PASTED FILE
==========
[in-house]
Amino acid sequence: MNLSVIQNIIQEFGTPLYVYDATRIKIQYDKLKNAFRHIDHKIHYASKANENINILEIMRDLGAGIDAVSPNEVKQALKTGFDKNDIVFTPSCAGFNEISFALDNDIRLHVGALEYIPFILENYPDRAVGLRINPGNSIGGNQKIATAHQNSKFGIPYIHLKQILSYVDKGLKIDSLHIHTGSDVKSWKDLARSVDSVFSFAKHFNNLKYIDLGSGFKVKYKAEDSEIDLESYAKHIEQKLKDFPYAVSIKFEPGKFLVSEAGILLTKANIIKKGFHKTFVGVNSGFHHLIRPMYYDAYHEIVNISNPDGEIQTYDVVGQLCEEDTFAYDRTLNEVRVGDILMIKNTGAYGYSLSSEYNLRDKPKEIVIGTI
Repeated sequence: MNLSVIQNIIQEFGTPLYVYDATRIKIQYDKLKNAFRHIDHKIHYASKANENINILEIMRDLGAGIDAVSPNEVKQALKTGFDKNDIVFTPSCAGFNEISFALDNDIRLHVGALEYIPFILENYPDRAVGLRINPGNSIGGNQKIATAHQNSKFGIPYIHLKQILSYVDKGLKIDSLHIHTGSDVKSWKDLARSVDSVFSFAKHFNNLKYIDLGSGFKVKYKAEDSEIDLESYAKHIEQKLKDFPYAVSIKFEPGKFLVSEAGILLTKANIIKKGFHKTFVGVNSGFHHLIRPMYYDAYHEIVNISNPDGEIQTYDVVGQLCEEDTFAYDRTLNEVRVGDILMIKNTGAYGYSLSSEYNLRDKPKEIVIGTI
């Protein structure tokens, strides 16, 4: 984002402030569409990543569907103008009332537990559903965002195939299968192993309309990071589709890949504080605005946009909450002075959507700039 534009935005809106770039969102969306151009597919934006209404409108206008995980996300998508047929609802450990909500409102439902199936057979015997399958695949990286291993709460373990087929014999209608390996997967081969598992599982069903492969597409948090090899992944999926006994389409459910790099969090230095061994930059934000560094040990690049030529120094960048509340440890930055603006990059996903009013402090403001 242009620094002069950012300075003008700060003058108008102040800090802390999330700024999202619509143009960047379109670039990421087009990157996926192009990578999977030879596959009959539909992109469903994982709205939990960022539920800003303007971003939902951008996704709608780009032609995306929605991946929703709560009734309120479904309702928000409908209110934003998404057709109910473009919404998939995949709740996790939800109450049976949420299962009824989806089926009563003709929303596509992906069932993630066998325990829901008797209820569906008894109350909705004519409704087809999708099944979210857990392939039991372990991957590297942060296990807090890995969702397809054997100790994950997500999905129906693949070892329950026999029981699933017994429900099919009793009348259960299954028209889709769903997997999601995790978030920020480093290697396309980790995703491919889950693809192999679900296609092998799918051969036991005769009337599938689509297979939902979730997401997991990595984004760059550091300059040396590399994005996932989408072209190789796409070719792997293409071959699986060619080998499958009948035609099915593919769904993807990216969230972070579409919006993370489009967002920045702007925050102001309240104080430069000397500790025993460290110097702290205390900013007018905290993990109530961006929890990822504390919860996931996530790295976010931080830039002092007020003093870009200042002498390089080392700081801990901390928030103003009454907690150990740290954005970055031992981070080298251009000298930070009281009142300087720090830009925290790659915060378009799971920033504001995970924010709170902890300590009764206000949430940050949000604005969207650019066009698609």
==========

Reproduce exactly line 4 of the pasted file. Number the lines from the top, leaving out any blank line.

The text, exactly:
């Protein structure tokens, strides 16, 4: 984002402030569409990543569907103008009332537990559903965002195939299968192993309309990071589709890949504080605005946009909450002075959507700039 534009935005809106770039969102969306151009597919934006209404409108206008995980996300998508047929609802450990909500409102439902199936057979015997399958695949990286291993709460373990087929014999209608390996997967081969598992599982069903492969597409948090090899992944999926006994389409459910790099969090230095061994930059934000560094040990690049030529120094960048509340440890930055603006990059996903009013402090403001 242009620094002069950012300075003008700060003058108008102040800090802390999330700024999202619509143009960047379109670039990421087009990157996926192009990578999977030879596959009959539909992109469903994982709205939990960022539920800003303007971003939902951008996704709608780009032609995306929605991946929703709560009734309120479904309702928000409908209110934003998404057709109910473009919404998939995949709740996790939800109450049976949420299962009824989806089926009563003709929303596509992906069932993630066998325990829901008797209820569906008894109350909705004519409704087809999708099944979210857990392939039991372990991957590297942060296990807090890995969702397809054997100790994950997500999905129906693949070892329950026999029981699933017994429900099919009793009348259960299954028209889709769903997997999601995790978030920020480093290697396309980790995703491919889950693809192999679900296609092998799918051969036991005769009337599938689509297979939902979730997401997991990595984004760059550091300059040396590399994005996932989408072209190789796409070719792997293409071959699986060619080998499958009948035609099915593919769904993807990216969230972070579409919006993370489009967002920045702007925050102001309240104080430069000397500790025993460290110097702290205390900013007018905290993990109530961006929890990822504390919860996931996530790295976010931080830039002092007020003093870009200042002498390089080392700081801990901390928030103003009454907690150990740290954005970055031992981070080298251009000298930070009281009142300087720090830009925290790659915060378009799971920033504001995970924010709170902890300590009764206000949430940050949000604005969207650019066009698609």